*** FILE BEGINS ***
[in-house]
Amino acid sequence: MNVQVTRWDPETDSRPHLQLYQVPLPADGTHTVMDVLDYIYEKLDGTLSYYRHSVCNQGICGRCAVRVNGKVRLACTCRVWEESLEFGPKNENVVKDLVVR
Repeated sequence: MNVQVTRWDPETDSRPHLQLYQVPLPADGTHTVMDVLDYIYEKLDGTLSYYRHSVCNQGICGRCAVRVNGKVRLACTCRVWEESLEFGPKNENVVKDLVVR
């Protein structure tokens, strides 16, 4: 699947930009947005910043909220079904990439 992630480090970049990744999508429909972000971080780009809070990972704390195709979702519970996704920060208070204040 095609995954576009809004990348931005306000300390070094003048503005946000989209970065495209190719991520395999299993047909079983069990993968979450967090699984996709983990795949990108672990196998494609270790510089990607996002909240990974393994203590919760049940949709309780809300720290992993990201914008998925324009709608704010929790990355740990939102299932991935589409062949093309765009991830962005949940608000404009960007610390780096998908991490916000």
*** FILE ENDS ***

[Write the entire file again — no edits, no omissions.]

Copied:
[in-house]
Amino acid sequence: MNVQVTRWDPETDSRPHLQLYQVPLPADGTHTVMDVLDYIYEKLDGTLSYYRHSVCNQGICGRCAVRVNGKVRLACTCRVWEESLEFGPKNENVVKDLVVR
Repeated sequence: MNVQVTRWDPETDSRPHLQLYQVPLPADGTHTVMDVLDYIYEKLDGTLSYYRHSVCNQGICGRCAVRVNGKVRLACTCRVWEESLEFGPKNENVVKDLVVR
């Protein structure tokens, strides 16, 4: 699947930009947005910043909220079904990439 992630480090970049990744999508429909972000971080780009809070990972704390195709979702519970996704920060208070204040 095609995954576009809004990348931005306000300390070094003048503005946000989209970065495209190719991520395999299993047909079983069990993968979450967090699984996709983990795949990108672990196998494609270790510089990607996002909240990974393994203590919760049940949709309780809300720290992993990201914008998925324009709608704010929790990355740990939102299932991935589409062949093309765009991830962005949940608000404009960007610390780096998908991490916000």